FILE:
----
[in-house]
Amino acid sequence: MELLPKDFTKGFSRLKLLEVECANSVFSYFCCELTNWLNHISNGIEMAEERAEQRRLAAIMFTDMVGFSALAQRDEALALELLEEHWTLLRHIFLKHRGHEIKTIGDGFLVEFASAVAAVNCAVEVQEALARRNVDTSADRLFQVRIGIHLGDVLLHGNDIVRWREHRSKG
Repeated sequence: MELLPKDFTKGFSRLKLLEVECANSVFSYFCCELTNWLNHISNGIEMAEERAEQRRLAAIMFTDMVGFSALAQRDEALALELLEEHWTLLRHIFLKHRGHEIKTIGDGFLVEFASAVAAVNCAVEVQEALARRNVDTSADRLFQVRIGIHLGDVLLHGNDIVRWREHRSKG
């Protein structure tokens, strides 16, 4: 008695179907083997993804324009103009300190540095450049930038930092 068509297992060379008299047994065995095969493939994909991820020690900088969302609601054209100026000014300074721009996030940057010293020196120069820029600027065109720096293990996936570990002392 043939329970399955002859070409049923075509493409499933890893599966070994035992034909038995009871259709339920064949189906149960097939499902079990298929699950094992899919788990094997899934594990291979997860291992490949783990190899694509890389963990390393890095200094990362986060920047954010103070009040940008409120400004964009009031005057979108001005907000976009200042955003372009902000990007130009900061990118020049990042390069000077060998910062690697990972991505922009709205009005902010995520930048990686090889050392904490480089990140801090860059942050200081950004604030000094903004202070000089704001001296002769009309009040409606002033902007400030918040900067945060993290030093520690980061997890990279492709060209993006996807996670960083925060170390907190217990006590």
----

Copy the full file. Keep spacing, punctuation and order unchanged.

[in-house]
Amino acid sequence: MELLPKDFTKGFSRLKLLEVECANSVFSYFCCELTNWLNHISNGIEMAEERAEQRRLAAIMFTDMVGFSALAQRDEALALELLEEHWTLLRHIFLKHRGHEIKTIGDGFLVEFASAVAAVNCAVEVQEALARRNVDTSADRLFQVRIGIHLGDVLLHGNDIVRWREHRSKG
Repeated sequence: MELLPKDFTKGFSRLKLLEVECANSVFSYFCCELTNWLNHISNGIEMAEERAEQRRLAAIMFTDMVGFSALAQRDEALALELLEEHWTLLRHIFLKHRGHEIKTIGDGFLVEFASAVAAVNCAVEVQEALARRNVDTSADRLFQVRIGIHLGDVLLHGNDIVRWREHRSKG
């Protein structure tokens, strides 16, 4: 008695179907083997993804324009103009300190540095450049930038930092 068509297992060379008299047994065995095969493939994909991820020690900088969302609601054209100026000014300074721009996030940057010293020196120069820029600027065109720096293990996936570990002392 043939329970399955002859070409049923075509493409499933890893599966070994035992034909038995009871259709339920064949189906149960097939499902079990298929699950094992899919788990094997899934594990291979997860291992490949783990190899694509890389963990390393890095200094990362986060920047954010103070009040940008409120400004964009009031005057979108001005907000976009200042955003372009902000990007130009900061990118020049990042390069000077060998910062690697990972991505922009709205009005902010995520930048990686090889050392904490480089990140801090860059942050200081950004604030000094903004202070000089704001001296002769009309009040409606002033902007400030918040900067945060993290030093520690980061997890990279492709060209993006996807996670960083925060170390907190217990006590």